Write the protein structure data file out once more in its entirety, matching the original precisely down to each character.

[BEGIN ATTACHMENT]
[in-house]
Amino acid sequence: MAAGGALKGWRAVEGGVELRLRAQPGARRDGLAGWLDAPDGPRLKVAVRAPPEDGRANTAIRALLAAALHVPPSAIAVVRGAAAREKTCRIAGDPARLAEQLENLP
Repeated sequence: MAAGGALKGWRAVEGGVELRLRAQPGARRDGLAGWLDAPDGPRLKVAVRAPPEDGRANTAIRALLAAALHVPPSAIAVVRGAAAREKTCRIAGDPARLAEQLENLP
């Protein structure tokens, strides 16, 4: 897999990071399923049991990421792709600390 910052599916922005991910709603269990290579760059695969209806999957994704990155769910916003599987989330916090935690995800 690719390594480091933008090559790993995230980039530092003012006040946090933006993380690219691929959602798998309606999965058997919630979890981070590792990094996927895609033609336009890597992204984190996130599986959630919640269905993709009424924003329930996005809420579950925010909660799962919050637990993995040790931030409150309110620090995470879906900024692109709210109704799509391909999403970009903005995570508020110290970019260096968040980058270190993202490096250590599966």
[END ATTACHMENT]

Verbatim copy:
[in-house]
Amino acid sequence: MAAGGALKGWRAVEGGVELRLRAQPGARRDGLAGWLDAPDGPRLKVAVRAPPEDGRANTAIRALLAAALHVPPSAIAVVRGAAAREKTCRIAGDPARLAEQLENLP
Repeated sequence: MAAGGALKGWRAVEGGVELRLRAQPGARRDGLAGWLDAPDGPRLKVAVRAPPEDGRANTAIRALLAAALHVPPSAIAVVRGAAAREKTCRIAGDPARLAEQLENLP
């Protein structure tokens, strides 16, 4: 897999990071399923049991990421792709600390 910052599916922005991910709603269990290579760059695969209806999957994704990155769910916003599987989330916090935690995800 690719390594480091933008090559790993995230980039530092003012006040946090933006993380690219691929959602798998309606999965058997919630979890981070590792990094996927895609033609336009890597992204984190996130599986959630919640269905993709009424924003329930996005809420579950925010909660799962919050637990993995040790931030409150309110620090995470879906900024692109709210109704799509391909999403970009903005995570508020110290970019260096968040980058270190993202490096250590599966």